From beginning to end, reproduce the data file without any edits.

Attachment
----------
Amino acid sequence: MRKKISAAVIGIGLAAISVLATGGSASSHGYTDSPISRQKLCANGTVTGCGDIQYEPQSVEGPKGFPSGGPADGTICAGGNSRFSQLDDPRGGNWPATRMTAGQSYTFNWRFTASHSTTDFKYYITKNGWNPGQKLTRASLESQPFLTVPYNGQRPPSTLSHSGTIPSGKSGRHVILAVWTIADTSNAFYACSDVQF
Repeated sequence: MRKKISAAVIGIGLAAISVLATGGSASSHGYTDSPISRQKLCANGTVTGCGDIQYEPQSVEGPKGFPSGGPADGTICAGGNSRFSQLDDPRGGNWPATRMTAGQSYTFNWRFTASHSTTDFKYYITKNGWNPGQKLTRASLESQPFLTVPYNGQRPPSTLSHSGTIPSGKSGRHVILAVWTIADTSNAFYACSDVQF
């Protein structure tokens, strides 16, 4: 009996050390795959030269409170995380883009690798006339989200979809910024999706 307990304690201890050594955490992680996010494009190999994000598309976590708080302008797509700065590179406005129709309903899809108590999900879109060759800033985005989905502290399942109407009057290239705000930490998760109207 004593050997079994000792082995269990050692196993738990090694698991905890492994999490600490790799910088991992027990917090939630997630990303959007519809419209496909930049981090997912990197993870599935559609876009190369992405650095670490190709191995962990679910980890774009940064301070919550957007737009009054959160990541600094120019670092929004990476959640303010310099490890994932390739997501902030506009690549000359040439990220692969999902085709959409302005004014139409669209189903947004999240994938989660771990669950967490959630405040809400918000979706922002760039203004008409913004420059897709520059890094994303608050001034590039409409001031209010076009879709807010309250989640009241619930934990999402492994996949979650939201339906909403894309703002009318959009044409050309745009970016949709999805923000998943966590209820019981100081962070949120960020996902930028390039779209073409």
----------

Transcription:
Amino acid sequence: MRKKISAAVIGIGLAAISVLATGGSASSHGYTDSPISRQKLCANGTVTGCGDIQYEPQSVEGPKGFPSGGPADGTICAGGNSRFSQLDDPRGGNWPATRMTAGQSYTFNWRFTASHSTTDFKYYITKNGWNPGQKLTRASLESQPFLTVPYNGQRPPSTLSHSGTIPSGKSGRHVILAVWTIADTSNAFYACSDVQF
Repeated sequence: MRKKISAAVIGIGLAAISVLATGGSASSHGYTDSPISRQKLCANGTVTGCGDIQYEPQSVEGPKGFPSGGPADGTICAGGNSRFSQLDDPRGGNWPATRMTAGQSYTFNWRFTASHSTTDFKYYITKNGWNPGQKLTRASLESQPFLTVPYNGQRPPSTLSHSGTIPSGKSGRHVILAVWTIADTSNAFYACSDVQF
């Protein structure tokens, strides 16, 4: 009996050390795959030269409170995380883009690798006339989200979809910024999706 307990304690201890050594955490992680996010494009190999994000598309976590708080302008797509700065590179406005129709309903899809108590999900879109060759800033985005989905502290399942109407009057290239705000930490998760109207 004593050997079994000792082995269990050692196993738990090694698991905890492994999490600490790799910088991992027990917090939630997630990303959007519809419209496909930049981090997912990197993870599935559609876009190369992405650095670490190709191995962990679910980890774009940064301070919550957007737009009054959160990541600094120019670092929004990476959640303010310099490890994932390739997501902030506009690549000359040439990220692969999902085709959409302005004014139409669209189903947004999240994938989660771990669950967490959630405040809400918000979706922002760039203004008409913004420059897709520059890094994303608050001034590039409409001031209010076009879709807010309250989640009241619930934990999402492994996949979650939201339906909403894309703002009318959009044409050309745009970016949709999805923000998943966590209820019981100081962070949120960020996902930028390039779209073409």